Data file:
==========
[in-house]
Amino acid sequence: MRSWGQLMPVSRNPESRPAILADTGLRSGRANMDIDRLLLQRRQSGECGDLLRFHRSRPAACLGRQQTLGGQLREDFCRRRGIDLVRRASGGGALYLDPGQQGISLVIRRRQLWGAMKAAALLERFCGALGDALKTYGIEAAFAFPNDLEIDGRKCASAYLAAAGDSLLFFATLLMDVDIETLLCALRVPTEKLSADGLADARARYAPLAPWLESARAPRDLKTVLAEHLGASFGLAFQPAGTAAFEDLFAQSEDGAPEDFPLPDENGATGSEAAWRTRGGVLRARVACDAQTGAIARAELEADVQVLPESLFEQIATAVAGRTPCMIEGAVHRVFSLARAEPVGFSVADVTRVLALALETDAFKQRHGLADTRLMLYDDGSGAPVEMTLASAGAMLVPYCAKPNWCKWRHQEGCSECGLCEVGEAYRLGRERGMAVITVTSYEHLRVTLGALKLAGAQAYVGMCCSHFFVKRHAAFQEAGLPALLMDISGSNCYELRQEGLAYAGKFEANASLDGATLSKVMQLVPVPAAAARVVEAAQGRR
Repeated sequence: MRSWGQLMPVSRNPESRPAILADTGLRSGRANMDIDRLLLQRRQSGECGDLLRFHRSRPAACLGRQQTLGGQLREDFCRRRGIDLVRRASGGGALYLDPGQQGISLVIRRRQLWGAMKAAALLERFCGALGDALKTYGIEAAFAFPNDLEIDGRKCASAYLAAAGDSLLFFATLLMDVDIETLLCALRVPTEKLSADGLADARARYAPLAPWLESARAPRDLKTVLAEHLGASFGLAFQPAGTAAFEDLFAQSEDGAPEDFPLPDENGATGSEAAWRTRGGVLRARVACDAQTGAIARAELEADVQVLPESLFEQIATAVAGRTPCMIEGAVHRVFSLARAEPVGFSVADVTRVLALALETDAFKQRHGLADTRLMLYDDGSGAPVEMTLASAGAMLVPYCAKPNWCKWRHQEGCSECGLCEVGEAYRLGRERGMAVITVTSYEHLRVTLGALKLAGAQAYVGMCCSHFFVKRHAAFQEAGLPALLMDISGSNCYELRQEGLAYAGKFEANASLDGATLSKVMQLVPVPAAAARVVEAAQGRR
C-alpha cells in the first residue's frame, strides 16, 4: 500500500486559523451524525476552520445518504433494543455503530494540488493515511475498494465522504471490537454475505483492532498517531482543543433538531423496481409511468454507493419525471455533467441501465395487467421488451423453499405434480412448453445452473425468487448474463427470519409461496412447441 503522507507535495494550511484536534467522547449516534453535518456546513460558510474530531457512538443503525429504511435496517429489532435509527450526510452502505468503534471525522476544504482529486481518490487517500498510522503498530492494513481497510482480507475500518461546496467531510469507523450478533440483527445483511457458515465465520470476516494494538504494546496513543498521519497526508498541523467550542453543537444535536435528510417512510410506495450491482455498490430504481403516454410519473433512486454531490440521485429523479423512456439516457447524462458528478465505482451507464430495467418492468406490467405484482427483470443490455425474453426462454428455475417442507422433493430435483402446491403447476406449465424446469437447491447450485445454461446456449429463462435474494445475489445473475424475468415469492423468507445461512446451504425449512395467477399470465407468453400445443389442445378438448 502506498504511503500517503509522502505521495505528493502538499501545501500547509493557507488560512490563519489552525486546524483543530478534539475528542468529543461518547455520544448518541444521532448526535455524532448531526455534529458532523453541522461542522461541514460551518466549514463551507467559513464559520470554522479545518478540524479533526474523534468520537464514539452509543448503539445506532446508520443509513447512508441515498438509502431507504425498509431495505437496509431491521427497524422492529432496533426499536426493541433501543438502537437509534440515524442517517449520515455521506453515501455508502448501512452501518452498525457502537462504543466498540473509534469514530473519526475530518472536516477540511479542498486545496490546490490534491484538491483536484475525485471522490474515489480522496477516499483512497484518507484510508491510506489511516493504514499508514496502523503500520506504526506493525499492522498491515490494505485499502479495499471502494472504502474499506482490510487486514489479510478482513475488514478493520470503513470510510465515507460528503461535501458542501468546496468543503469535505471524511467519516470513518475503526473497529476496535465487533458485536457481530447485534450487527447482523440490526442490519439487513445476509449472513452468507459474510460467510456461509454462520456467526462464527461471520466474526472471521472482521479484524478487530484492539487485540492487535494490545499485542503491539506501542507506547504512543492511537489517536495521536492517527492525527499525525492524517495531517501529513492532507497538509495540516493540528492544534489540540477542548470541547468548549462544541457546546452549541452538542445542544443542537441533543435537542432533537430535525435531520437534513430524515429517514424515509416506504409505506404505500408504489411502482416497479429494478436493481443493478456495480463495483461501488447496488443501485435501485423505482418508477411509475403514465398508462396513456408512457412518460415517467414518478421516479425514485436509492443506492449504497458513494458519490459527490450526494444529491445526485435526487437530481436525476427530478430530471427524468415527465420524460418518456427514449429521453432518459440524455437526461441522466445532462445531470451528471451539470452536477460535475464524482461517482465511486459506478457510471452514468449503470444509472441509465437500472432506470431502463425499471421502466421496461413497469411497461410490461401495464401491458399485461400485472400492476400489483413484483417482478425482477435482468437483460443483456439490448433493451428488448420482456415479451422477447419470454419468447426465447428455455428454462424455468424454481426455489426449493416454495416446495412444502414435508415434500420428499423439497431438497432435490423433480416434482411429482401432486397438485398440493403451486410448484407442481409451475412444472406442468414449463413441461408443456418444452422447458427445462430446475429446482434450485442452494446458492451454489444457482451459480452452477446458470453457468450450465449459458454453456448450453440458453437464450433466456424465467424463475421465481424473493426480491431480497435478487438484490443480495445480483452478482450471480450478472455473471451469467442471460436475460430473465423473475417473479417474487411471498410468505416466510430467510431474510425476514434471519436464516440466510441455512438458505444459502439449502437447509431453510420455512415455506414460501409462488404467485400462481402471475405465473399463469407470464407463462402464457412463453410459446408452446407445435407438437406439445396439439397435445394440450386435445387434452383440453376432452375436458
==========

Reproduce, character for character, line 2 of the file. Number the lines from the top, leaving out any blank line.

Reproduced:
Amino acid sequence: MRSWGQLMPVSRNPESRPAILADTGLRSGRANMDIDRLLLQRRQSGECGDLLRFHRSRPAACLGRQQTLGGQLREDFCRRRGIDLVRRASGGGALYLDPGQQGISLVIRRRQLWGAMKAAALLERFCGALGDALKTYGIEAAFAFPNDLEIDGRKCASAYLAAAGDSLLFFATLLMDVDIETLLCALRVPTEKLSADGLADARARYAPLAPWLESARAPRDLKTVLAEHLGASFGLAFQPAGTAAFEDLFAQSEDGAPEDFPLPDENGATGSEAAWRTRGGVLRARVACDAQTGAIARAELEADVQVLPESLFEQIATAVAGRTPCMIEGAVHRVFSLARAEPVGFSVADVTRVLALALETDAFKQRHGLADTRLMLYDDGSGAPVEMTLASAGAMLVPYCAKPNWCKWRHQEGCSECGLCEVGEAYRLGRERGMAVITVTSYEHLRVTLGALKLAGAQAYVGMCCSHFFVKRHAAFQEAGLPALLMDISGSNCYELRQEGLAYAGKFEANASLDGATLSKVMQLVPVPAAAARVVEAAQGRR